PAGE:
Only a couple of years ago, Linux as a desktop was a pimply adolescent with half-baked ideas. Today we see a handsome, well-dressed grown-up who handles a range of tasks with confidence and even performs some fancy tricks. No longer do we need to make allowances for his dress sense or his strange habits.
The timing couldn’t be any better. Vista is a Wagner Opera that is usually late to start, takes too long to finish. Mac OS X Leopard, meanwhile, is the late show in an exclusive nightclub where the drinks are way too expensive. In contrast, the Linux desktop is the free show in the park across the street — it imposes some discomforts on the audience, but provides plenty of quality entertainment.
The first challenge is getting hold of the tickets, since you can’t just choose your new PC and then tick the Linux box in the list of software options. The good news is that installing Linux is no longer a challenge that rivals splitting the atom. With a handful of mature linux distros designed for average users, the benefits Linux offers are much easier to experience. And there are plenty:
- Cost — Linux is free, and that includes most of the apps. On the other hand, Vista Home Premium and Ultimate cost hundreds of dollars, even when upgrading from Windows XP. Moving up to Office 2007 involves handing over another bundle of dollars.
- Resources — Even the most lavishly equipped Linux distros demand no more resources than Windows XP. Vista is greedy: a single-user PC operating system that needs 2GB of RAM to run at acceptable speed, and 15GB of hard disk space, is grossly obese.
- Performance — Linux worked faster on my Dell Inspiron Core Duo than XP, at least the way XP worked out of the box. After cleaning out the bloatware and trading McAfee’s Abrams Tank for the lightweight NOD32, XP and Linux (with Guarddog and Clam-AV) perform at similar speed.
- No bloatware — Linux is free from adware, trialware, shovelware, and bloatware. Running Linux is like watching the public TV network.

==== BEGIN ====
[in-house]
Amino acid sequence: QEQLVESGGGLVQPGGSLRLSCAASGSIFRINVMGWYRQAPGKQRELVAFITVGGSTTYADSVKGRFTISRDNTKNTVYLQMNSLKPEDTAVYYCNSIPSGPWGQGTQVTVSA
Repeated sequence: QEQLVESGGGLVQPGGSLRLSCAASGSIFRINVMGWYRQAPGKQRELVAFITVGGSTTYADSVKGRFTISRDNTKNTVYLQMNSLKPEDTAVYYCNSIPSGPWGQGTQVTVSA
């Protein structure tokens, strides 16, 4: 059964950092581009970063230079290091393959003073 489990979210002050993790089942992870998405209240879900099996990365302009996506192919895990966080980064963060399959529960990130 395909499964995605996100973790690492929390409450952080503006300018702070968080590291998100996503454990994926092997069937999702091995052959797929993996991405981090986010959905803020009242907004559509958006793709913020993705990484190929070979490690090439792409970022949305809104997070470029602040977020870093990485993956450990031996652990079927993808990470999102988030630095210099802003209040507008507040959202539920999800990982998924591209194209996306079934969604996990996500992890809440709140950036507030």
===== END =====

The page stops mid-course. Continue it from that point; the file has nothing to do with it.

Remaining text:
- Security — Last year, 48,000 new virus signatures were documented for Windows, compared to 40 for Linux. Still, most distros come with firewalls and antivirus (AV) software. Programs like Guarddog and Clam-AV are free, of course.
- Dual booting — The best Linux distros make dual booting a simple affair, along with the required disk partitioning (so you don’t need to buy partitioning software). Windows on my Dell laptop is still intact after installing and uninstalling a dozen distros.
- Installation — Anyone who’s done it once knows that installing Windows from scratch takes hours or even days by the time you get all your apps up and running. With Linux, it can take as little as half an hour to install the operating system, utilities, and a full set of applications. No registration or activation is required, no paperwork, and no excruciating pack drill.
- Reinstalling the OS — You can’t just download an updated version of Windows. You have to use the CD that came with your PC and download all the patches Microsoft has issued since the CD was made. With Linux, you simply download the latest version of your distro (no questions asked) and, assuming your data files live in a separate disk partition, there’s no need to reinstall them. You only need to re-install the extra programs you added to the ones that came with the distro.
- Keeping track of software — Like most Windows users, I have a shelf full of software CDs and keep a little book with serial numbers under my bed in case I have to reinstall the lot. With Linux, there are no serial numbers or passwords to lose or worry about. Not a single one.
- Updating software — Linux updates all the software on your system whenever updates are available online, including all applications programs. Microsoft does that for Windows software but you have to update each program you’ve added from other sources. That’s about 60 on each of my PCs. More icing on the Linux cake is that it doesn’t ask you to reboot after updates. XP nags you every ten minutes until you curse and reboot your machine. If you choose “custom install” to select only the updates you want, XP hounds you like a mangy neighborhood dog until you give in.
- More security — These days, operating systems are less vulnerable than the applications that run on them. Therefore a vital aspect of PC security is keeping your apps up-to-date with the latest security patches. That’s hard manual labor in Windows, but with Linux it’s automatic.
- No need to defrag disks — Linux uses different file systems that don’t need defragging. NTFS was going to be replaced in Vista, but Microsoft’s new file system didn’t make the final cut. Instead, Vista does scheduled disk defragging by default, but the defrag utility is a sad affair.
- A wealth of built-in utilities — The utilities supplied with Windows are pretty ordinary on the whole, that’s why so many small software firms have made a nice living writing better ones. Linux programs are comparable with the best Windows freeware, from CD burners to photo managers, memory monitors and disk utilities. PDF conversion is built-in, both into OpenOffice Writer and into the DTP application Scribus. All you do is click a button on the task bar.